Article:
Dr. Sarah uniquely brings her life experiences to her work as an osteopathic physician, and the philosophy of osteopathy has greatly influenced her life.
Dr. Sarah applies gentle osteopathic treatment to assist in many problems, including:
Recovery from birth
Breastfeeding/ chestfeeding/ bottle feeding difficulties
Chronic ear infections
Injuries and traumas
Low back pain
At every critical decision-making step of her journey, Dr. Sarah has let her heart lead. Before opening Inspire Osteopathy Denver with her husband, Dr. Daniel Lopez, she was an attending physician at St. Barnabas Hospital in the Bronx, New York, an assistant professor at New York Institute of Technology College of Osteopathic Medicine, and Rocky Vista University College of Osteopathic Medicine in Parker, Colorado. She then spent several years in private practice at Osteopathic Integrative Medicine in Lakewood.
Dr. Sarah continues to mentor residents through Rocky Vista University College of Osteopathic Medicine and is a faculty member of the Sutherland Cranial Teaching Foundation.
Dr. Sarah is the mother of two unique children, one whose infancy was challenged by breastfeeding difficulties, tongue tie, and high sensitivities, and the other who has more subtle challenges. Faced with so much noise that all new parents face, amid a challenging postpartum period, Dr. Sarah had to remember her instincts and let go of anything that did not align. It was then that Dr. Sarah saw the application of osteopathy in her journey of motherhood, and since then it has been a centering part of her parenting philosophy.
The mission that drives Dr. Sarah is to apply the principles of osteopathy for every patient encounter, to allow each individual to feel more at home in their body. That means in every treatment, Dr. Sarah acknowledges that each person is a whole functioning unit, comprised of the body, mind, and spirit; that each person is expressing health with their current circumstances; that a person’s structure influences their function and that the reverse is also true. Working with the wisdom of the body and the knowledge of anatomy, Dr. Sarah’s hands-on treatment allows each patient to perform at optimal wellness.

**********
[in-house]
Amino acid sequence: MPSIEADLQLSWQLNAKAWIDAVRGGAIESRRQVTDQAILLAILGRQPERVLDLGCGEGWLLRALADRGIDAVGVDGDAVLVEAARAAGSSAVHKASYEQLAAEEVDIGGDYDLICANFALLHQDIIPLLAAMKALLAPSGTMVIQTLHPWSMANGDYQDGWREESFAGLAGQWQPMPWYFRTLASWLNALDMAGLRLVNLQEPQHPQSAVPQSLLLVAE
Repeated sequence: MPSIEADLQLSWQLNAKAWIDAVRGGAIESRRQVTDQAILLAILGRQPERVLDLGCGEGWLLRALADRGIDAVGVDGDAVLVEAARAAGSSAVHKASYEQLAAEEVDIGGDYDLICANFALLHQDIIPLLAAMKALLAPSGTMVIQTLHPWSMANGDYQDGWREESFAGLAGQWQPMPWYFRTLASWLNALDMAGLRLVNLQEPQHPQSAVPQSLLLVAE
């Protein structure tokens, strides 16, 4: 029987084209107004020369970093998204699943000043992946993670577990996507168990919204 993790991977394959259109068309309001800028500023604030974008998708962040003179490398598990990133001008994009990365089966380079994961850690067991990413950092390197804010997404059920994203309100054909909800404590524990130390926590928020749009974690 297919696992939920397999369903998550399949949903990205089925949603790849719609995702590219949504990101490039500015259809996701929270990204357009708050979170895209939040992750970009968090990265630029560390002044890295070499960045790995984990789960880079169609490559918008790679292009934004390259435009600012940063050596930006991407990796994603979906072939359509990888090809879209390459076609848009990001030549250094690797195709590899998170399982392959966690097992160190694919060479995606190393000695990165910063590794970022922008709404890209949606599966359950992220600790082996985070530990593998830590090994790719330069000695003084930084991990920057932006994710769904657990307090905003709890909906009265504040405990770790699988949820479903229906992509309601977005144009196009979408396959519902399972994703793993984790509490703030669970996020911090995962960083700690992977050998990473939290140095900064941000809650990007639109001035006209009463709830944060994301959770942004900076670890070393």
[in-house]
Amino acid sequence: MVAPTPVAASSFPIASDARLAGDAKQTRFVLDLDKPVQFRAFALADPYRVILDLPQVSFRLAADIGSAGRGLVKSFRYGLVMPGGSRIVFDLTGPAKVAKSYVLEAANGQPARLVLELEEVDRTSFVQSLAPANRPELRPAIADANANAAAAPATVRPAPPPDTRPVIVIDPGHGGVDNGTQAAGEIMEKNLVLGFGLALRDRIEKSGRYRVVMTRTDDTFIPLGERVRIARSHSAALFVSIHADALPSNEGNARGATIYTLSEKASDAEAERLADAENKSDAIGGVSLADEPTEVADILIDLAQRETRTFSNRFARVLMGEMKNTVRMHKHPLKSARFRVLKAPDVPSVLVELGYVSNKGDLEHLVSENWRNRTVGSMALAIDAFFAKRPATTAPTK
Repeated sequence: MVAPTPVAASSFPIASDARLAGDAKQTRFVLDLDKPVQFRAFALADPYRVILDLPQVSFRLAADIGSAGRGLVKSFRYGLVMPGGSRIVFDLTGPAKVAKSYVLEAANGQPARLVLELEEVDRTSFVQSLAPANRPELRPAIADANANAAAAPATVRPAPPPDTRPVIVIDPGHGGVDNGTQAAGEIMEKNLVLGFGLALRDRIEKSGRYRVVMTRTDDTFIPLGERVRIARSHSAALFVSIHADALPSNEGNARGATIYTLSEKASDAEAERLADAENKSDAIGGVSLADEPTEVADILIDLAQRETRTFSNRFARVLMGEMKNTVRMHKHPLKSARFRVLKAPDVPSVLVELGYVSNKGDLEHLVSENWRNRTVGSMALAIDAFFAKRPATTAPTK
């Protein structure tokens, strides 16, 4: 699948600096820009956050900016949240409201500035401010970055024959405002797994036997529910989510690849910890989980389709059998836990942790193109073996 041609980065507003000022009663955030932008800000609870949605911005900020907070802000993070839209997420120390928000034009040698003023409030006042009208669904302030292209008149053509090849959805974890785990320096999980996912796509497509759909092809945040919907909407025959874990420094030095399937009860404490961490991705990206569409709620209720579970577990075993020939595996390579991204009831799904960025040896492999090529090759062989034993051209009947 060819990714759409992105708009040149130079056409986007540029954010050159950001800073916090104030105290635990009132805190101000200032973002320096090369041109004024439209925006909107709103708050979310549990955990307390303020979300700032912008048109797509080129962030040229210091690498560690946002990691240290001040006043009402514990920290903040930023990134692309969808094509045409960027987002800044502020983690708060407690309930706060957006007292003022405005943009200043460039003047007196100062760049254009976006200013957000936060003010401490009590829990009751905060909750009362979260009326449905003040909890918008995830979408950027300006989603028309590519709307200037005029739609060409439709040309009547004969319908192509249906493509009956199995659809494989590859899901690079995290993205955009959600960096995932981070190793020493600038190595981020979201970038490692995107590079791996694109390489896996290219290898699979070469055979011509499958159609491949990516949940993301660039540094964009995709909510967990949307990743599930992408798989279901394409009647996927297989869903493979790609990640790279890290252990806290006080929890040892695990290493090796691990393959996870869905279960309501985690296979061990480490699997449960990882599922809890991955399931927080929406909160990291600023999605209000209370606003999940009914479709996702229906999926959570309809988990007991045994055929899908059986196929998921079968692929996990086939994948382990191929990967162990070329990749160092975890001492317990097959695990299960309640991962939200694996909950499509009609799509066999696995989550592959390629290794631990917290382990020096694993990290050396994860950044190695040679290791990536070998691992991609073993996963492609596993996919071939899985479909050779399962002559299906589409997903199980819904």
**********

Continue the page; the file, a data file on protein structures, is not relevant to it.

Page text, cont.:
Dr. Sarah is also interested in supporting optimal structure and function for those with suboptimal airway development and tethered oral tissues, alongside other specialists like lactation consultants, myofunctional therapists, and dentists.
Fascinated with people, culture, and language, Dr. Sarah earned a B.A. in Spanish: Hispanic Studies from the University of Texas at Austin. She was inspired to pursue osteopathic medicine when she first became aware of its existence after a conversation with a friend during a life-changing study abroad experience in Guadalajara, Mexico.
Dr. Sarah graduated from the University of North Texas, Texas College of Osteopathic Medicine in 2011, with an additional year spent in a pre-doctoral fellowship in osteopathic manipulative medicine.
During residency in osteopathic neuromusculoskeletal medicine in the Bronx, she spent three years using osteopathic manipulative medicine in caring for a variety of patients in and out of the hospital: newborn and premature babies, postpartum families, pediatric patients, critical care patients, post-surgical patients. She has worked hand-over-hand with experienced mentors in their offices all over the country and at basic and advanced courses. She graduated from residency at St Barnabas Hospital in the Bronx in 2014.
Sarah Curtis, D.O. is grateful for this profession of hands-on healing to support humans of all ages through difficult situations.
Faculty member, Sutherland Cranial Teaching Foundation
Adjunct faculty, Rocky Vista University College of Osteopathic Medicine
Osteopathic Cranial Academy
American Academy of Osteopathy
American Osteopathic Association
Hastings, Victoria, McCallister, Adrienne Marie, Curtis, Sarah A., Valant, Roseanna J. and Yao, Sheldon. "Efficacy of Osteopathic Manipulative Treatment for Management of Postpartum Pain" Journal of Osteopathic Medicine, vol. 116, no. 8, 2016, pp. 502-509. https://doi.org/10.7556/jaoa.2016.103